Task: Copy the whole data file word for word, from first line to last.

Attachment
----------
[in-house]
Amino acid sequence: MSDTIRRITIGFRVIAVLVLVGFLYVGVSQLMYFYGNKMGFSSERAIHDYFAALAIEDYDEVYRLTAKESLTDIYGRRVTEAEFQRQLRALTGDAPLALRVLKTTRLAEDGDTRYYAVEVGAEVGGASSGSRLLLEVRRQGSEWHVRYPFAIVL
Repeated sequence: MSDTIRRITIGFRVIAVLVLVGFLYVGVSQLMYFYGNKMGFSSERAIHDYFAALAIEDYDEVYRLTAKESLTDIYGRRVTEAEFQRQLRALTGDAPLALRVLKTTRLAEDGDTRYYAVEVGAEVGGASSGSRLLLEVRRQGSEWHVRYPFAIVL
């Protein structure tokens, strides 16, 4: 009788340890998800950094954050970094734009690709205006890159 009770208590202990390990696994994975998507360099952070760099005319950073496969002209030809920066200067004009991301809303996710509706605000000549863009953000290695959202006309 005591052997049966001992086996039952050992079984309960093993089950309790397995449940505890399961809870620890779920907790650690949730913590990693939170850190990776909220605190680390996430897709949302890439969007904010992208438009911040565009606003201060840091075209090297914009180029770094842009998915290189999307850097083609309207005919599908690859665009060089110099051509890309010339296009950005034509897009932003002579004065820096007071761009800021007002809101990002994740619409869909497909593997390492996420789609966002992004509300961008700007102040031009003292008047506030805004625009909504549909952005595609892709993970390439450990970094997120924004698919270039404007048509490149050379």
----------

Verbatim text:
[in-house]
Amino acid sequence: MSDTIRRITIGFRVIAVLVLVGFLYVGVSQLMYFYGNKMGFSSERAIHDYFAALAIEDYDEVYRLTAKESLTDIYGRRVTEAEFQRQLRALTGDAPLALRVLKTTRLAEDGDTRYYAVEVGAEVGGASSGSRLLLEVRRQGSEWHVRYPFAIVL
Repeated sequence: MSDTIRRITIGFRVIAVLVLVGFLYVGVSQLMYFYGNKMGFSSERAIHDYFAALAIEDYDEVYRLTAKESLTDIYGRRVTEAEFQRQLRALTGDAPLALRVLKTTRLAEDGDTRYYAVEVGAEVGGASSGSRLLLEVRRQGSEWHVRYPFAIVL
């Protein structure tokens, strides 16, 4: 009788340890998800950094954050970094734009690709205006890159 009770208590202990390990696994994975998507360099952070760099005319950073496969002209030809920066200067004009991301809303996710509706605000000549863009953000290695959202006309 005591052997049966001992086996039952050992079984309960093993089950309790397995449940505890399961809870620890779920907790650690949730913590990693939170850190990776909220605190680390996430897709949302890439969007904010992208438009911040565009606003201060840091075209090297914009180029770094842009998915290189999307850097083609309207005919599908690859665009060089110099051509890309010339296009950005034509897009932003002579004065820096007071761009800021007002809101990002994740619409869909497909593997390492996420789609966002992004509300961008700007102040031009003292008047506030805004625009909504549909952005595609892709993970390439450990970094997120924004698919270039404007048509490149050379």